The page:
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Did you always want to be an author? How did the transition from the corporate world happen?

Circa 1998. I was emigrating to the US. Vikram Seth had made it big on the international writing scene with his novel A Suitable Boy. I bought a copy of the book at the Bombay airport. A routine activity you would think, but one that changed my life. Reading that epic novel, one of the longest published, my writing dreams, hitherto unarticulated, also took flight.

An avid reader since childhood, I had always been enamoured by the power of the written word and the intricacies of the English language. Several stories would always be swirling in my head. My first tryst with fiction had happened during the mid-80s. I had written some short stories and a novella and sent them off to popular magazines of the time. None of them had responded. Yet writing had continued to be my desultory rambling of choice. Yes, subconsciously, I always wanted to be a writer.

The transition began thereafter – it was an organic process rather than an event. I enrolled myself for the Certificate Program in Literary Fiction at the University of Washington. Over the next several years, I published two non-fiction anthologies and went on to complete my first novel, Colours in the Spectrum.

My career gigs as Program Manager, I consider happenstance. Management is my core competence and I appreciate these roles. Yet I believe that my true calling is writing, followed by teaching.

Your book is focused on family drama. How and when did you conceive the idea?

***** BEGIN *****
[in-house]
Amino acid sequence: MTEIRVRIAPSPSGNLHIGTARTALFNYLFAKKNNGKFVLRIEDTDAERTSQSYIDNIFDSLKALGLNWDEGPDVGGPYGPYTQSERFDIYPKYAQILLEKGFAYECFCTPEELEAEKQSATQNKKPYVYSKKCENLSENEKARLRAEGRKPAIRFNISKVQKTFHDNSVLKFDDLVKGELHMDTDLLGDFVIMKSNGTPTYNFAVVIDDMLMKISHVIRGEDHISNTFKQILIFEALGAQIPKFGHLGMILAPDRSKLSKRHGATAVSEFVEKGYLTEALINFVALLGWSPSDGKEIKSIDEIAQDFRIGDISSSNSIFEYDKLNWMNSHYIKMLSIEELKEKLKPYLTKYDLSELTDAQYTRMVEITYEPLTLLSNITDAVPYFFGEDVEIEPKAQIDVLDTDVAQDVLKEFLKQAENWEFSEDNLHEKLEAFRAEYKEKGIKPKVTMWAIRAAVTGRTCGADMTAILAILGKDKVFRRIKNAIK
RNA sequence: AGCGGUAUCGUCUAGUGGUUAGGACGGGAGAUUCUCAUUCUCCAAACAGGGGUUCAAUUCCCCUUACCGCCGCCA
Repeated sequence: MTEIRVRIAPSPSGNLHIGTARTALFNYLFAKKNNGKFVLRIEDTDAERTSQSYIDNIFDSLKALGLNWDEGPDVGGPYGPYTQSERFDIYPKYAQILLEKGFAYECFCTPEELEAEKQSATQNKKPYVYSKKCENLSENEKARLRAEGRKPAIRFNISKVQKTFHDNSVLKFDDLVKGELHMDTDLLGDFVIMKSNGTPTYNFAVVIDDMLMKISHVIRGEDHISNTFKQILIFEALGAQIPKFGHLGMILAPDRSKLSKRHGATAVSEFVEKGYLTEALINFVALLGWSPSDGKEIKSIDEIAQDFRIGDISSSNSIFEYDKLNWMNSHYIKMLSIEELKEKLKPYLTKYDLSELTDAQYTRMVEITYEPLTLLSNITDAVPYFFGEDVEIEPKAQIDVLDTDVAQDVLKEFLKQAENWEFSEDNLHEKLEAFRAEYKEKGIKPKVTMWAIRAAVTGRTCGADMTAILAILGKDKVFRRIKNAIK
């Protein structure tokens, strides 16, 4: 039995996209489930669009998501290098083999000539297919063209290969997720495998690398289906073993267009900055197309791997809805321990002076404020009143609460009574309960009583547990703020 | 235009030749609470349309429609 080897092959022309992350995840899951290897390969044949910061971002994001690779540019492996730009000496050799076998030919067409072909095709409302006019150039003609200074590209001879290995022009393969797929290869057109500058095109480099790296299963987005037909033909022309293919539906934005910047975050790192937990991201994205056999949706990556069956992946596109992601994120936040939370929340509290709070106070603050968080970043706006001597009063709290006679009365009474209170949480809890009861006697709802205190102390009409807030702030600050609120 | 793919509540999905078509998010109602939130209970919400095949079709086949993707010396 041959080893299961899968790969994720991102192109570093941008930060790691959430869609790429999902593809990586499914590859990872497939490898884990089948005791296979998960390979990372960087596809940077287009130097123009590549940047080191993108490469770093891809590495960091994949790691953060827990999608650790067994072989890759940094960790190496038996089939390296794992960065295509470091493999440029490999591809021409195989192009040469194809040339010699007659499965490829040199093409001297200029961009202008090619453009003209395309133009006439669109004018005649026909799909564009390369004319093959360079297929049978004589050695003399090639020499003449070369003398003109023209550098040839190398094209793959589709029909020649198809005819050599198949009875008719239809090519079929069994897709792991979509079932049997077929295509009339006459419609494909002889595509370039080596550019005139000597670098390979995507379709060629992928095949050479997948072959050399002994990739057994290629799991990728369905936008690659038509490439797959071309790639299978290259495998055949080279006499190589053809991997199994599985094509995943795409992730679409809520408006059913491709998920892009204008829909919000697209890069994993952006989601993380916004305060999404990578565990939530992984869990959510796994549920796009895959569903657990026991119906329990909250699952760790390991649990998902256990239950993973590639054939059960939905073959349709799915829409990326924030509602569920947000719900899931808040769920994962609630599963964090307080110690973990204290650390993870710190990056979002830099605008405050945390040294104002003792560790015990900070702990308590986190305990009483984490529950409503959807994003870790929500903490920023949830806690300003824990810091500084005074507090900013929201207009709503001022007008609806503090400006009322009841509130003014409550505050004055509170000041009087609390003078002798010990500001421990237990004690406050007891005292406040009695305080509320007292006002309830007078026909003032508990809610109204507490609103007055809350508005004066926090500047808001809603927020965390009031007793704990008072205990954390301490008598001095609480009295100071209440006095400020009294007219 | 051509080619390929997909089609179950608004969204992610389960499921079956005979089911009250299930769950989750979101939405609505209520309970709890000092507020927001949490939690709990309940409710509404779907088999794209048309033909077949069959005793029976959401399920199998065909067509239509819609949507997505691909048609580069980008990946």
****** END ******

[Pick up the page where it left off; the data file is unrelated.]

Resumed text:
My debut novel Colours in the Spectrum was published in 2013. Around the same time, I took a Bangalore-Mysore day trip with family members. The genesis of Family Secrets can be traced to that trip, when I was made privy to family folklore – about a particular patriarch, who had, many-many decades ago, engaged in an extra-marital alliance. When the patriarch’s daughter found out about a half-sister to whom she had lost her father’s love, what did she feel? How did she deal with the sense of abandonment and betrayal that may have haunted her for the rest of her life? What was her frame of mind when the half-sister went on to become a renowned doctor while she herself was destined to be a homemaker despite her aspirations to become a lawyer? These questions troubled my sensitive soul for days after that.

I then started working on Family Secrets, a fictional drama of two half-brothers who face-off under totally different circumstances. The purpose was to delve deep into their mindsets, motivations and machinations. Family Secrets was released worldwide on October 26 2020. It is published by Vishwakarma Publications (Pune). My literary agency The Book Bakers have designed the cover and is spearheading the marketing campaign.

Any advice to budding writers?

You are the CEO of your own life. Exercise the power of individual choice. Whatever you do, give yourself to it fully, and do it with full conviction. My mother, a classical Carnatic singer, used to say: ‘Involve your soul, not just your body and mind. Experience the emotion within yourself. Let the song emanate from deep down. Throw your voice with full abandon.” Something similar is true for writing.

Be bold. Express yourself. Write, Organize, Revise, Write. Writing is a process. Laborious, iterative and reiterative. If you don’t enjoy writing, don’t become a writer.

Be authentic. Write for yourself, and your readers. Write only what you believe in. Write about what you know. If you don’t know – read, research, absorb – and write. Don’t write what you consider hurtful or harmful.

Be innovative. Play around with genres. Use words that resonate with you. Coin your own phrases and expressions. Experiment with book structure. Develop a signature style.

Your most difficult and successful moments as a writer?

My first novel was rejected over 200 times before it was published. In most cases, the rejection was not explicit. I just did not hear back. Except for a handful of instances when I received a politely worded regret. In retrospect, as an aspiring writer, those were difficult moments. I now have a literary agent representing me, and things on that front are smooth-sailing.